Meticulousness, however, had its price. Once a newspaperman filing many...

Moral of the story

7 May 2015 - 11:07am

Creation myth

The Quartet: Orchestrating the Second American Revolution, 1783-1789. By Joseph Ellis. Knopf; 320 pages; $27.95.

JOSEPH ELLIS begins his latest book, “The Quartet”, with the observation that Abraham Lincoln’s most famous speech was a fine bit of eloquence but a bad piece of history. Delivering his eulogy on November 19th 1863, over the freshly dug graves at Gettysburg, the president began: “Four score and seven years ago our fathers brought forth on this continent, a new nation.” To which Mr Ellis responds, a bit cheekily: “No, not really.”

What follows is a clever framing of a familiar topic. Mr Ellis, a Pulitzer prize-winning historian, points out that the real work of nation-building began later, in the years between the successful conclusion of the revolution in 1781 and the final adoption of the constitution in 1789, and that this epochal achievement was largely the work of four men of genius who stemmed the centrifugal forces set in motion by the rebellion and forged a new nation out of an inchoate mass.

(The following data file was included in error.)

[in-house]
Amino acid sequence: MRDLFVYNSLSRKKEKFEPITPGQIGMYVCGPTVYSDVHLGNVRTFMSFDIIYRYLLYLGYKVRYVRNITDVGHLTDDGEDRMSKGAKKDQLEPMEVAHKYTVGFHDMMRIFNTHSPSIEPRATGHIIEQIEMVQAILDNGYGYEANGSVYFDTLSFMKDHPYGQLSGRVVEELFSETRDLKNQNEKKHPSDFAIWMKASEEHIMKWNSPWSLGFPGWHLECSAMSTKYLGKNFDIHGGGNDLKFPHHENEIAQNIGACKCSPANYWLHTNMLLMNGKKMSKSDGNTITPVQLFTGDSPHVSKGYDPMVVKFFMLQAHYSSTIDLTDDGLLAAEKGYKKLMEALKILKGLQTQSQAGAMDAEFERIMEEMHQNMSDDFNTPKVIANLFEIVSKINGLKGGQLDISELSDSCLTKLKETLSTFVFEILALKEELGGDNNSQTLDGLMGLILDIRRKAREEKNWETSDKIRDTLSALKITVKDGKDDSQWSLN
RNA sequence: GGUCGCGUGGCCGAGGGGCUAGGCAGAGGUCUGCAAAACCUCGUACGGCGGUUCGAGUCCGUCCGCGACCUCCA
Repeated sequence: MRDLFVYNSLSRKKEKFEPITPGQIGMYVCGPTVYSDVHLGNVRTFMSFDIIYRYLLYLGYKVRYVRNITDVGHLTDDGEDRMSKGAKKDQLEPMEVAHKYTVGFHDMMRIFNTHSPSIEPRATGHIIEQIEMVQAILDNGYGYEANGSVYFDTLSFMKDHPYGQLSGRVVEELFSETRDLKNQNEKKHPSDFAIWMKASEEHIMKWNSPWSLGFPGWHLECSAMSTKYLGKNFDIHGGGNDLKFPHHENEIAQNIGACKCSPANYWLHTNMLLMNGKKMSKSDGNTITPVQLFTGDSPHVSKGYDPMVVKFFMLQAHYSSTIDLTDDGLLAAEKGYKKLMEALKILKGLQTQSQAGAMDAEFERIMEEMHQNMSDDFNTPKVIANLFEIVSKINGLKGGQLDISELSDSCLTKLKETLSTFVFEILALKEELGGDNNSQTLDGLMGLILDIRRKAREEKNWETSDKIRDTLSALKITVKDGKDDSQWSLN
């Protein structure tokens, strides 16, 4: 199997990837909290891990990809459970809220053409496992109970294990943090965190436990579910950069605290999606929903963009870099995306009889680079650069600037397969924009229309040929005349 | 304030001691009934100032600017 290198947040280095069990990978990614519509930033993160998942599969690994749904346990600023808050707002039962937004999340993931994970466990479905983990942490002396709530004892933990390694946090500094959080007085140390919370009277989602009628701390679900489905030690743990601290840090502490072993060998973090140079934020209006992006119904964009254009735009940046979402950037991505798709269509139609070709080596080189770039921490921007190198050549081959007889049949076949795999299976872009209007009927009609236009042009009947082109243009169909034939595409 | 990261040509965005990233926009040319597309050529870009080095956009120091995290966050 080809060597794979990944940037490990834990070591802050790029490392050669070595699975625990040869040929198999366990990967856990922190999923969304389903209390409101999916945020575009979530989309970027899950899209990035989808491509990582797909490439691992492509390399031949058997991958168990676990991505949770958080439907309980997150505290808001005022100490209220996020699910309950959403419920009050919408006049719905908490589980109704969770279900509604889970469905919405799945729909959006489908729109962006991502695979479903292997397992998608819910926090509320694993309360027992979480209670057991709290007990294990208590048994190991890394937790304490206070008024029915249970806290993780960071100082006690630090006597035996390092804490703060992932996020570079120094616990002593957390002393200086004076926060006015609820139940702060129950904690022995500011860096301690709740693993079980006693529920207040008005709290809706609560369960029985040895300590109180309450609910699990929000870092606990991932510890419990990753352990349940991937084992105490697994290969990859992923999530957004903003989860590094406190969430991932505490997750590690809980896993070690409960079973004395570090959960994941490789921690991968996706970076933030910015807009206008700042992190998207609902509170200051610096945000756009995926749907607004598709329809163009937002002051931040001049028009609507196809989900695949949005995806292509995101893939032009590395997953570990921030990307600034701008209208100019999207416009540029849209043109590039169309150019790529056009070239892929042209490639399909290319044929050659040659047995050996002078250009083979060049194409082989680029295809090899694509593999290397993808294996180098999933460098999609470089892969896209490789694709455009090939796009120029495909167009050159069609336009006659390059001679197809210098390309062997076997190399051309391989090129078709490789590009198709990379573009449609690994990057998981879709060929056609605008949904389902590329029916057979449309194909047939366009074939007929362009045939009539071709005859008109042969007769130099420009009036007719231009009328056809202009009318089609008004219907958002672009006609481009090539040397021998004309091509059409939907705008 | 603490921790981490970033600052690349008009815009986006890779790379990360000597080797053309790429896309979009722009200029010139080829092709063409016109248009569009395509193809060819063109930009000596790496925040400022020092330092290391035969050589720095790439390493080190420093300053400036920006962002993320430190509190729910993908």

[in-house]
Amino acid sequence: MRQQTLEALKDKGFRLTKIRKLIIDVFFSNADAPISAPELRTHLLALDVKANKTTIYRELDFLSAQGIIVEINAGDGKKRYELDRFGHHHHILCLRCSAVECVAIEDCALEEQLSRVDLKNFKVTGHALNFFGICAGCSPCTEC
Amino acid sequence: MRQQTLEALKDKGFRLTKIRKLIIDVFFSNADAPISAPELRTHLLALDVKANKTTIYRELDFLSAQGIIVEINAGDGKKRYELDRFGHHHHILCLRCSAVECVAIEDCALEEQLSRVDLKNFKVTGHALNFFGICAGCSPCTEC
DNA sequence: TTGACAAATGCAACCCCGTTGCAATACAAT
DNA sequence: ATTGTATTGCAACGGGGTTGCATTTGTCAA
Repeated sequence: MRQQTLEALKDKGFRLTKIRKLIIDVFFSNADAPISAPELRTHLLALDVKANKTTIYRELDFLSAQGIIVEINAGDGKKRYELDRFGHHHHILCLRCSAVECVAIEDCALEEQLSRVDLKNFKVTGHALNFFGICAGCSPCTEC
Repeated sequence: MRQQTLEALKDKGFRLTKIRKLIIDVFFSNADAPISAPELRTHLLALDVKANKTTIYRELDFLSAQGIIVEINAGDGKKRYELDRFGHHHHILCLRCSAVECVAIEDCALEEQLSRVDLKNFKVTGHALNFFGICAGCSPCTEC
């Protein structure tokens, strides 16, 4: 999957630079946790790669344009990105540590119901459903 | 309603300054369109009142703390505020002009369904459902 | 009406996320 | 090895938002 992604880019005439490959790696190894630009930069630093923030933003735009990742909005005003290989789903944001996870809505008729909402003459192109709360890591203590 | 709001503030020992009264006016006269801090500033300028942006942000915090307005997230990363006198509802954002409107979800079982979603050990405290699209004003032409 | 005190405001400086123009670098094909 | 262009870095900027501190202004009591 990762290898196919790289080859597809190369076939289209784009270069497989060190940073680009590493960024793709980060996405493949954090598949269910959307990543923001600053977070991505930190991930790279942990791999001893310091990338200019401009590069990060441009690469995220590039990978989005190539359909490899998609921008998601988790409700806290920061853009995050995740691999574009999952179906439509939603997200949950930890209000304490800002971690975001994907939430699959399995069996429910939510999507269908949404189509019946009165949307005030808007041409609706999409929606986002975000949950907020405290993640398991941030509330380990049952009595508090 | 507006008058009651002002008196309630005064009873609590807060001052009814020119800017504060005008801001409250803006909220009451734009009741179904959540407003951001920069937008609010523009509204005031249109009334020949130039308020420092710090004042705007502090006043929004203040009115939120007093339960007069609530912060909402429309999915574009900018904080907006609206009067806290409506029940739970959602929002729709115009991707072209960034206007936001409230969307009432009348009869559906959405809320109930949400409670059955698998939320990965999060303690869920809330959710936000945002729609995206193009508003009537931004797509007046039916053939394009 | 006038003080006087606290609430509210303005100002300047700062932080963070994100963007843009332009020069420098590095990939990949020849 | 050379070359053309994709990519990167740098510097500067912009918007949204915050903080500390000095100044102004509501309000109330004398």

Not only did this quartet—George Washington,...

A man for all seasons

7 May 2015 - 11:07am

Universal Man: The Lives of John Maynard Keynes. By Richard Davenport-Hines. Basic Books; 416 pages; $28.99. William Collins; £18.99.

A BIOGRAPHY of John Maynard Keynes without the economics may seem like “Hamlet” without the prince. But Richard Davenport-Hines has set out to write such a book, and the result is utterly absorbing. His argument is that Keynes deserves to be remembered for much else besides his economic works: in addition to being an economist, the great man was also a boy genius, a civil servant, a national opinion-shaper, a lover, a connoisseur and aesthete, and a statesman. Indeed Keynes himself wrote: “The master-economist must possess a rare combination of gifts…He must be mathematician, historian, statesman, philosopher—in some degree.”